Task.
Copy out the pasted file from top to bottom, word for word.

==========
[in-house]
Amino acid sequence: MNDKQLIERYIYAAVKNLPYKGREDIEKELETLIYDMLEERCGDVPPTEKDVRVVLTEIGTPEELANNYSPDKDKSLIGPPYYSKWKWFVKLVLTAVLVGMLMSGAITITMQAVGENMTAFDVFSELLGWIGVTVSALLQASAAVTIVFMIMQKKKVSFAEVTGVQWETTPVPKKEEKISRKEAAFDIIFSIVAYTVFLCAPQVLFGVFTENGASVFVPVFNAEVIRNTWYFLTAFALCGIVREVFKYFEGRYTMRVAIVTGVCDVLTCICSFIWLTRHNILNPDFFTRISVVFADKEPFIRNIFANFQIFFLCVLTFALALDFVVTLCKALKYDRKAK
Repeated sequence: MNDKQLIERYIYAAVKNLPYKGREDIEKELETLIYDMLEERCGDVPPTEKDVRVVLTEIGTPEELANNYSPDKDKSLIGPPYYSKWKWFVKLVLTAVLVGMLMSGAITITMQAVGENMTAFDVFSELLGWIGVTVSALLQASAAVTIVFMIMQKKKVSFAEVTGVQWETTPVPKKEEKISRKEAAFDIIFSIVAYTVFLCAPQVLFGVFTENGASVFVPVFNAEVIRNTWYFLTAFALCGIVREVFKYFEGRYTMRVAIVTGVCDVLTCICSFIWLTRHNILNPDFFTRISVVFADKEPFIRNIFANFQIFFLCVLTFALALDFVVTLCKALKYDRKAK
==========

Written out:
[in-house]
Amino acid sequence: MNDKQLIERYIYAAVKNLPYKGREDIEKELETLIYDMLEERCGDVPPTEKDVRVVLTEIGTPEELANNYSPDKDKSLIGPPYYSKWKWFVKLVLTAVLVGMLMSGAITITMQAVGENMTAFDVFSELLGWIGVTVSALLQASAAVTIVFMIMQKKKVSFAEVTGVQWETTPVPKKEEKISRKEAAFDIIFSIVAYTVFLCAPQVLFGVFTENGASVFVPVFNAEVIRNTWYFLTAFALCGIVREVFKYFEGRYTMRVAIVTGVCDVLTCICSFIWLTRHNILNPDFFTRISVVFADKEPFIRNIFANFQIFFLCVLTFALALDFVVTLCKALKYDRKAK
Repeated sequence: MNDKQLIERYIYAAVKNLPYKGREDIEKELETLIYDMLEERCGDVPPTEKDVRVVLTEIGTPEELANNYSPDKDKSLIGPPYYSKWKWFVKLVLTAVLVGMLMSGAITITMQAVGENMTAFDVFSELLGWIGVTVSALLQASAAVTIVFMIMQKKKVSFAEVTGVQWETTPVPKKEEKISRKEAAFDIIFSIVAYTVFLCAPQVLFGVFTENGASVFVPVFNAEVIRNTWYFLTAFALCGIVREVFKYFEGRYTMRVAIVTGVCDVLTCICSFIWLTRHNILNPDFFTRISVVFADKEPFIRNIFANFQIFFLCVLTFALALDFVVTLCKALKYDRKAK